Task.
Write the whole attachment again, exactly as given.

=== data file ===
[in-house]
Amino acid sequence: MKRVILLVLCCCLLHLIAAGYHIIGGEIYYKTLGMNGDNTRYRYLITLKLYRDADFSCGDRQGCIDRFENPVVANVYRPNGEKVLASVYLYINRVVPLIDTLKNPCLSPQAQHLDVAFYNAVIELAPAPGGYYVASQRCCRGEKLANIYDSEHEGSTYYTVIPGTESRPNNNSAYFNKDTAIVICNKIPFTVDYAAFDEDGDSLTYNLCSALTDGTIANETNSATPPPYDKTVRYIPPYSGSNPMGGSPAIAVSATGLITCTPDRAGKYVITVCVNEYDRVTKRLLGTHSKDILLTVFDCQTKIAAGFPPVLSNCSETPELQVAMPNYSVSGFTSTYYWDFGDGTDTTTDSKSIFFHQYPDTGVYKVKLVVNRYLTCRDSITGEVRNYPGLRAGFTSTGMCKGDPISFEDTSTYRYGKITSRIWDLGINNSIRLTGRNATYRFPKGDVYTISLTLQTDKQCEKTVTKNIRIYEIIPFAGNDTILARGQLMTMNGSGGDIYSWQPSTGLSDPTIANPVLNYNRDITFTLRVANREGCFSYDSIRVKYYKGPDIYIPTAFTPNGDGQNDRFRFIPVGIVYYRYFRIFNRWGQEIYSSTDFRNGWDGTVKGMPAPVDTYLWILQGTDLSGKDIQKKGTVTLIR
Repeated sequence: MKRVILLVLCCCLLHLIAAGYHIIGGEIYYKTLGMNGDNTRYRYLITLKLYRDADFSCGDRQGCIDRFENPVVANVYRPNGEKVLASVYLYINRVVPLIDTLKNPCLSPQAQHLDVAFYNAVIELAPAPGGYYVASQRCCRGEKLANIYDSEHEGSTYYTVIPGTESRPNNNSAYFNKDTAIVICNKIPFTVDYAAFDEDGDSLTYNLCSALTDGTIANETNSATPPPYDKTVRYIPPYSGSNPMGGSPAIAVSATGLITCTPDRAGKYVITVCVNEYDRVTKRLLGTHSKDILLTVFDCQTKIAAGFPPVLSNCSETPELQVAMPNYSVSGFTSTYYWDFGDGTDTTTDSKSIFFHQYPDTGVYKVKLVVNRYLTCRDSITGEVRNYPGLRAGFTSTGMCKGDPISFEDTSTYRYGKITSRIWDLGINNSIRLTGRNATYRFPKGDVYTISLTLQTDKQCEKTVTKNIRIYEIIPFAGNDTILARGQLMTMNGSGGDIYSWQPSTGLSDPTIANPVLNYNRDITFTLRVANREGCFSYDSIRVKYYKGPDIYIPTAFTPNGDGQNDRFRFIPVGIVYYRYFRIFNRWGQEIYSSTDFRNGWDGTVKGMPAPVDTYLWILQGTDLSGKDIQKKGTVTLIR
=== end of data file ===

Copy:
[in-house]
Amino acid sequence: MKRVILLVLCCCLLHLIAAGYHIIGGEIYYKTLGMNGDNTRYRYLITLKLYRDADFSCGDRQGCIDRFENPVVANVYRPNGEKVLASVYLYINRVVPLIDTLKNPCLSPQAQHLDVAFYNAVIELAPAPGGYYVASQRCCRGEKLANIYDSEHEGSTYYTVIPGTESRPNNNSAYFNKDTAIVICNKIPFTVDYAAFDEDGDSLTYNLCSALTDGTIANETNSATPPPYDKTVRYIPPYSGSNPMGGSPAIAVSATGLITCTPDRAGKYVITVCVNEYDRVTKRLLGTHSKDILLTVFDCQTKIAAGFPPVLSNCSETPELQVAMPNYSVSGFTSTYYWDFGDGTDTTTDSKSIFFHQYPDTGVYKVKLVVNRYLTCRDSITGEVRNYPGLRAGFTSTGMCKGDPISFEDTSTYRYGKITSRIWDLGINNSIRLTGRNATYRFPKGDVYTISLTLQTDKQCEKTVTKNIRIYEIIPFAGNDTILARGQLMTMNGSGGDIYSWQPSTGLSDPTIANPVLNYNRDITFTLRVANREGCFSYDSIRVKYYKGPDIYIPTAFTPNGDGQNDRFRFIPVGIVYYRYFRIFNRWGQEIYSSTDFRNGWDGTVKGMPAPVDTYLWILQGTDLSGKDIQKKGTVTLIR
Repeated sequence: MKRVILLVLCCCLLHLIAAGYHIIGGEIYYKTLGMNGDNTRYRYLITLKLYRDADFSCGDRQGCIDRFENPVVANVYRPNGEKVLASVYLYINRVVPLIDTLKNPCLSPQAQHLDVAFYNAVIELAPAPGGYYVASQRCCRGEKLANIYDSEHEGSTYYTVIPGTESRPNNNSAYFNKDTAIVICNKIPFTVDYAAFDEDGDSLTYNLCSALTDGTIANETNSATPPPYDKTVRYIPPYSGSNPMGGSPAIAVSATGLITCTPDRAGKYVITVCVNEYDRVTKRLLGTHSKDILLTVFDCQTKIAAGFPPVLSNCSETPELQVAMPNYSVSGFTSTYYWDFGDGTDTTTDSKSIFFHQYPDTGVYKVKLVVNRYLTCRDSITGEVRNYPGLRAGFTSTGMCKGDPISFEDTSTYRYGKITSRIWDLGINNSIRLTGRNATYRFPKGDVYTISLTLQTDKQCEKTVTKNIRIYEIIPFAGNDTILARGQLMTMNGSGGDIYSWQPSTGLSDPTIANPVLNYNRDITFTLRVANREGCFSYDSIRVKYYKGPDIYIPTAFTPNGDGQNDRFRFIPVGIVYYRYFRIFNRWGQEIYSSTDFRNGWDGTVKGMPAPVDTYLWILQGTDLSGKDIQKKGTVTLIR